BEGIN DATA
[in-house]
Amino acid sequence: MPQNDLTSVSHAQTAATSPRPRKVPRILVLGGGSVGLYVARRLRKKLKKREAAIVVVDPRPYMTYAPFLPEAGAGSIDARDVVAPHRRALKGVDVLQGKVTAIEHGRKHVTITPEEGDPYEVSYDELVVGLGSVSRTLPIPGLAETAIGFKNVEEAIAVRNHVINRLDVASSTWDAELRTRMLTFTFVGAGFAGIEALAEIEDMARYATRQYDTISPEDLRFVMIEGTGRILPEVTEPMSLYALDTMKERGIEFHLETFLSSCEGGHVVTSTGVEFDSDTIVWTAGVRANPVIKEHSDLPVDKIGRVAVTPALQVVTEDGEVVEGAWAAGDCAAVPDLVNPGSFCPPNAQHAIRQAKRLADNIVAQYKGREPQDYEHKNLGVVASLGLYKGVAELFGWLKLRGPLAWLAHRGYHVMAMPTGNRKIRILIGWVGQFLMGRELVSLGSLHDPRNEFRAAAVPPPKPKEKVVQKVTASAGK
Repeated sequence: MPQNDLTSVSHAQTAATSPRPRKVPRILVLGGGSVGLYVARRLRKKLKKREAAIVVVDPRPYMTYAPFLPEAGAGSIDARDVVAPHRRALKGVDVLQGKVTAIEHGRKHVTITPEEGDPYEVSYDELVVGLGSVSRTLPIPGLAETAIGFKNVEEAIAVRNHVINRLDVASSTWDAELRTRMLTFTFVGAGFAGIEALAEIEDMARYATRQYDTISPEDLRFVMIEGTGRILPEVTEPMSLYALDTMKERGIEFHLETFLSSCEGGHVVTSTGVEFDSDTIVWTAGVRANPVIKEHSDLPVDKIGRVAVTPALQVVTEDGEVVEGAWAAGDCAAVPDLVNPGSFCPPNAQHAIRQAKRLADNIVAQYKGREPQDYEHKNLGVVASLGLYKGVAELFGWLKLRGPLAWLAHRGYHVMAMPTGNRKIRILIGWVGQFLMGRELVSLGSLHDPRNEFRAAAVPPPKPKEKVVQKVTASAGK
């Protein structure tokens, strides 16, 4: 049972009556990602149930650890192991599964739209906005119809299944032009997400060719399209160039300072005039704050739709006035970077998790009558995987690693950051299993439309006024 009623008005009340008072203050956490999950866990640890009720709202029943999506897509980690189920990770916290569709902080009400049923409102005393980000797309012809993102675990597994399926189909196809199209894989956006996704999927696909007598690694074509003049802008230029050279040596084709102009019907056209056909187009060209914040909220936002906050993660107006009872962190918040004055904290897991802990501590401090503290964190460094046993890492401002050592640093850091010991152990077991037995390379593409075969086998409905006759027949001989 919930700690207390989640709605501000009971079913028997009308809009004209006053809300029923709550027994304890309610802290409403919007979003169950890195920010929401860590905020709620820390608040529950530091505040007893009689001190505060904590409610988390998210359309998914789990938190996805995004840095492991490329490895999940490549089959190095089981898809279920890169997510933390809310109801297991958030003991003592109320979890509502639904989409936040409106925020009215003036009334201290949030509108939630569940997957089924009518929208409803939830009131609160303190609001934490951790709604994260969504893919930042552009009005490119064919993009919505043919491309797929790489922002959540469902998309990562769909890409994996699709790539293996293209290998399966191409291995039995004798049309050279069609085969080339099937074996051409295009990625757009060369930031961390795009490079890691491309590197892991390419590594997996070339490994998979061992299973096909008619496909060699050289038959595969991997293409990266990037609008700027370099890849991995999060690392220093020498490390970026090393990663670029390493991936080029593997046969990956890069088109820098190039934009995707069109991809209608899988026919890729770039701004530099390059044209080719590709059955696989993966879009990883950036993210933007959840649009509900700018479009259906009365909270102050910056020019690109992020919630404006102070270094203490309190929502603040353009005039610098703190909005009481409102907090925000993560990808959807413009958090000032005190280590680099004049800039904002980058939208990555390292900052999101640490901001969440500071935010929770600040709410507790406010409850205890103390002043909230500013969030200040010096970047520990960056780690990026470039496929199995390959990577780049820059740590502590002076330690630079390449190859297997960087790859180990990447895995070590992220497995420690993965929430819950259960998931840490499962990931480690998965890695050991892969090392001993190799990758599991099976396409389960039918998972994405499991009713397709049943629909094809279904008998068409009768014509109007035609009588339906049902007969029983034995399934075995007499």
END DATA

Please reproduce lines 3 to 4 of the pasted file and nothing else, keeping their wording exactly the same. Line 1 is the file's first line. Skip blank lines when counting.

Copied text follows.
Repeated sequence: MPQNDLTSVSHAQTAATSPRPRKVPRILVLGGGSVGLYVARRLRKKLKKREAAIVVVDPRPYMTYAPFLPEAGAGSIDARDVVAPHRRALKGVDVLQGKVTAIEHGRKHVTITPEEGDPYEVSYDELVVGLGSVSRTLPIPGLAETAIGFKNVEEAIAVRNHVINRLDVASSTWDAELRTRMLTFTFVGAGFAGIEALAEIEDMARYATRQYDTISPEDLRFVMIEGTGRILPEVTEPMSLYALDTMKERGIEFHLETFLSSCEGGHVVTSTGVEFDSDTIVWTAGVRANPVIKEHSDLPVDKIGRVAVTPALQVVTEDGEVVEGAWAAGDCAAVPDLVNPGSFCPPNAQHAIRQAKRLADNIVAQYKGREPQDYEHKNLGVVASLGLYKGVAELFGWLKLRGPLAWLAHRGYHVMAMPTGNRKIRILIGWVGQFLMGRELVSLGSLHDPRNEFRAAAVPPPKPKEKVVQKVTASAGK
């Protein structure tokens, strides 16, 4: 049972009556990602149930650890192991599964739209906005119809299944032009997400060719399209160039300072005039704050739709006035970077998790009558995987690693950051299993439309006024 009623008005009340008072203050956490999950866990640890009720709202029943999506897509980690189920990770916290569709902080009400049923409102005393980000797309012809993102675990597994399926189909196809199209894989956006996704999927696909007598690694074509003049802008230029050279040596084709102009019907056209056909187009060209914040909220936002906050993660107006009872962190918040004055904290897991802990501590401090503290964190460094046993890492401002050592640093850091010991152990077991037995390379593409075969086998409905006759027949001989 919930700690207390989640709605501000009971079913028997009308809009004209006053809300029923709550027994304890309610802290409403919007979003169950890195920010929401860590905020709620820390608040529950530091505040007893009689001190505060904590409610988390998210359309998914789990938190996805995004840095492991490329490895999940490549089959190095089981898809279920890169997510933390809310109801297991958030003991003592109320979890509502639904989409936040409106925020009215003036009334201290949030509108939630569940997957089924009518929208409803939830009131609160303190609001934490951790709604994260969504893919930042552009009005490119064919993009919505043919491309797929790489922002959540469902998309990562769909890409994996699709790539293996293209290998399966191409291995039995004798049309050279069609085969080339099937074996051409295009990625757009060369930031961390795009490079890691491309590197892991390419590594997996070339490994998979061992299973096909008619496909060699050289038959595969991997293409990266990037609008700027370099890849991995999060690392220093020498490390970026090393990663670029390493991936080029593997046969990956890069088109820098190039934009995707069109991809209608899988026919890729770039701004530099390059044209080719590709059955696989993966879009990883950036993210933007959840649009509900700018479009259906009365909270102050910056020019690109992020919630404006102070270094203490309190929502603040353009005039610098703190909005009481409102907090925000993560990808959807413009958090000032005190280590680099004049800039904002980058939208990555390292900052999101640490901001969440500071935010929770600040709410507790406010409850205890103390002043909230500013969030200040010096970047520990960056780690990026470039496929199995390959990577780049820059740590502590002076330690630079390449190859297997960087790859180990990447895995070590992220497995420690993965929430819950259960998931840490499962990931480690998965890695050991892969090392001993190799990758599991099976396409389960039918998972994405499991009713397709049943629909094809279904008998068409009768014509109007035609009588339906049902007969029983034995399934075995007499």